The basics of this quick reading book whose core can be explained in a long form article is duly noted. IOW, choir/speaking. Some segments are of particular interest, including arguing the American Revolution was a result of the sort of "police state" in the "colony" now. And, the predatory fine system also dealt with by John Oliver. My own neighborhood is cited; bit out of the loop and Hayes' is a bit younger, but don't recall usage of the "n" word. Some references to a white "colony" of sorts suggests a possible sequel. The suggestion that some degree of hassling and the like is necessary for freedom is problematic. Would women accept that? A police state is not the alternative, but still. Book ends on such a conflicted note. ETA: Notable thing is that Hayes makes the book personal, puts himself into the debate, including in that conclusion. Also, his talk of order v. safety. Overall, even matters progressives might generally deem familiar are expressed in impressive ways.
Wednesday, March 29, 2017
Tuesday, March 28, 2017
Based on a real life story of a prince from Botswana studying in 1940s UK falls in love with a white woman, causing various political and personal issues. Since it was directed by the person behind Belle, which stretched history in various respects, would like to learn more of the real life backstory. As to the film, good sense of place and good performances (stereotypical heavies lame), but like noted here, something is missing. Romance a bit too quick but key is that it doesn't have enough complexity to make it great. Still, appealing film. ETA: To give an example, early on, the wife is challenged as an interloper but soon she is accepted. The hissable British representative is again a tad over the top. We can idealize the situation here but it was pretty complicated stuff the requires dramatic nuance.
Monday, March 27, 2017
Saturday, March 25, 2017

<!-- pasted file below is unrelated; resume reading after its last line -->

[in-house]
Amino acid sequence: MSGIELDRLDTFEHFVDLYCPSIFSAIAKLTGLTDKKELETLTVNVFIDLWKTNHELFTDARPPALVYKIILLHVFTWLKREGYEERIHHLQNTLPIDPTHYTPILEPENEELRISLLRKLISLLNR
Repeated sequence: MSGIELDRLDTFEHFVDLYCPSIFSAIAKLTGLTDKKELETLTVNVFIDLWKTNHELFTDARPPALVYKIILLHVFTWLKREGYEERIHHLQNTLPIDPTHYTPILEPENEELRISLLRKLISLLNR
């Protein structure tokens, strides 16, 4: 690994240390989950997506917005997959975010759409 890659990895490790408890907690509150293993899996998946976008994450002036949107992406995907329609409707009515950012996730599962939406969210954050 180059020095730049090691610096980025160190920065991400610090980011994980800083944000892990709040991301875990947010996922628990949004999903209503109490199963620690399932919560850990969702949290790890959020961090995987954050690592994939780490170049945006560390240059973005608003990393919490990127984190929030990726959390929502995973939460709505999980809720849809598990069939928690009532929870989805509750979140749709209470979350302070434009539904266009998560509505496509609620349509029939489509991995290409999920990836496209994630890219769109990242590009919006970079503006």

Enjoyable and nice to look at animated film (French; the English dub I listened to was fine) about a Russian teen in the late 19th Century defending her family's honor by seeking out her grandfather's ship in the Arctic. A few twists on expectations and a bit shorter than you'd expect (eighty minutes, basically the trip back removed except for screenshots in the credits). Behind the scenes extra on DVD in French with subtitles.
Reading into the Japanese internment after watching Allegiance, learned about the heroine San Diego child librarian Clara Breed, who was great in general. But, of special note is her correspondence with in the camps, assistance of (lots of things sent) and writing of articles about (she wrote supportive articles in the midst of the war about the Japanese) the Japanese children who went to her library. Plus house parties. Good young adult book.
Wednesday, March 22, 2017
Again, Twitter (I'm JoePaulson2) such as Kimberly Robinson great at live tweeting and updates. Coincidence or not (hard to believe they had no idea), SCOTUS today handed down a 8-0 slamdown of an emotional-laden Gorsuch opinion. Basic b.s. for me is his refusal to admit how judging overlaps some with politics as if it is coincidental who nominates the justice. More "I'm a judge, a special snowflake," so don't look at my experience in Bush Administration or something. Just be honest, okay? And, an old bit about judges being influenced by what they had for breakfast was cited enough times to start a drinking game. ETA: Support filibuster. Show of force to respond to norm violation, good for base, keep pressure on and who knows what will happen next time? Marginally better nom? Finally, if concerned about public reaction, how that work with Garland? Too many didn't care much. Those who did leaned Trump. Plus, very well might fail without a "nuclear option" [kinda best policy anyway, especially with recent abuses of it] with some sort of return. A few Republicans likely to want to retain filibuster for their own power/tradition concerns.
I myself can't stomach watching [thanks Twitter] Judge Gorsuch, who sounds full of shit and is here thanks to to the Republicans' unprecedented (and wrong) blocking of Garland. You are tainted too, Gorsuch! No, the "Biden Rule" application is b.s. But, do agree hearings in general have an educational function plus serve an overall legitimizing role by putting him out in the open interacting with senators. Finally, do think a bit of the person and views do come out, helped by reporting/commentary. Very well the questioning is stupid and it is right to expect more substantive answers. But, that doesn't change the rest. Fix that! And Also: Sen. Schumer uses Russia investigation of Trump Administration as reason for delay. Sure. I see this as all connected though some things are more so in certain ways.
Tuesday, March 21, 2017